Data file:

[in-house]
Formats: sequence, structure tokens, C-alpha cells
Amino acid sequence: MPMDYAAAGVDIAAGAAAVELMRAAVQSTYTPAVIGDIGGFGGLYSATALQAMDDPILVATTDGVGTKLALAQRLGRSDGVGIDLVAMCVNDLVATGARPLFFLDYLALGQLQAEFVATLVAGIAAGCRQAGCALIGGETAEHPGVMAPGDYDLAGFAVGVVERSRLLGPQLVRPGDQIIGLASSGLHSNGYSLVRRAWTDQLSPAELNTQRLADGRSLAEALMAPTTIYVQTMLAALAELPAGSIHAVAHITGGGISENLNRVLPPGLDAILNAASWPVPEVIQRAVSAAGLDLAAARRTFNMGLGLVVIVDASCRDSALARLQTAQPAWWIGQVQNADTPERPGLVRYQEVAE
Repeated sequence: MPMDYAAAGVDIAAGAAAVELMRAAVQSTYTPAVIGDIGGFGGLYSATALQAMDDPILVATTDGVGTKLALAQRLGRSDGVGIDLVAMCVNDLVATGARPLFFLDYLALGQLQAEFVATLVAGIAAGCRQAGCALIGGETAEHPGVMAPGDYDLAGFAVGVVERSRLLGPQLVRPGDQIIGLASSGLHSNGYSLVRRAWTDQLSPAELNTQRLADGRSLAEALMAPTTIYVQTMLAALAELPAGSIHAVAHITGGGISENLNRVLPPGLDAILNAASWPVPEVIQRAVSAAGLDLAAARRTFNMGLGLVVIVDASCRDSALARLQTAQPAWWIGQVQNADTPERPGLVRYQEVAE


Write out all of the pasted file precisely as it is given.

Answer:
[in-house]
Formats: sequence, structure tokens, C-alpha cells
Amino acid sequence: MPMDYAAAGVDIAAGAAAVELMRAAVQSTYTPAVIGDIGGFGGLYSATALQAMDDPILVATTDGVGTKLALAQRLGRSDGVGIDLVAMCVNDLVATGARPLFFLDYLALGQLQAEFVATLVAGIAAGCRQAGCALIGGETAEHPGVMAPGDYDLAGFAVGVVERSRLLGPQLVRPGDQIIGLASSGLHSNGYSLVRRAWTDQLSPAELNTQRLADGRSLAEALMAPTTIYVQTMLAALAELPAGSIHAVAHITGGGISENLNRVLPPGLDAILNAASWPVPEVIQRAVSAAGLDLAAARRTFNMGLGLVVIVDASCRDSALARLQTAQPAWWIGQVQNADTPERPGLVRYQEVAE
Repeated sequence: MPMDYAAAGVDIAAGAAAVELMRAAVQSTYTPAVIGDIGGFGGLYSATALQAMDDPILVATTDGVGTKLALAQRLGRSDGVGIDLVAMCVNDLVATGARPLFFLDYLALGQLQAEFVATLVAGIAAGCRQAGCALIGGETAEHPGVMAPGDYDLAGFAVGVVERSRLLGPQLVRPGDQIIGLASSGLHSNGYSLVRRAWTDQLSPAELNTQRLADGRSLAEALMAPTTIYVQTMLAALAELPAGSIHAVAHITGGGISENLNRVLPPGLDAILNAASWPVPEVIQRAVSAAGLDLAAARRTFNMGLGLVVIVDASCRDSALARLQTAQPAWWIGQVQNADTPERPGLVRYQEVAE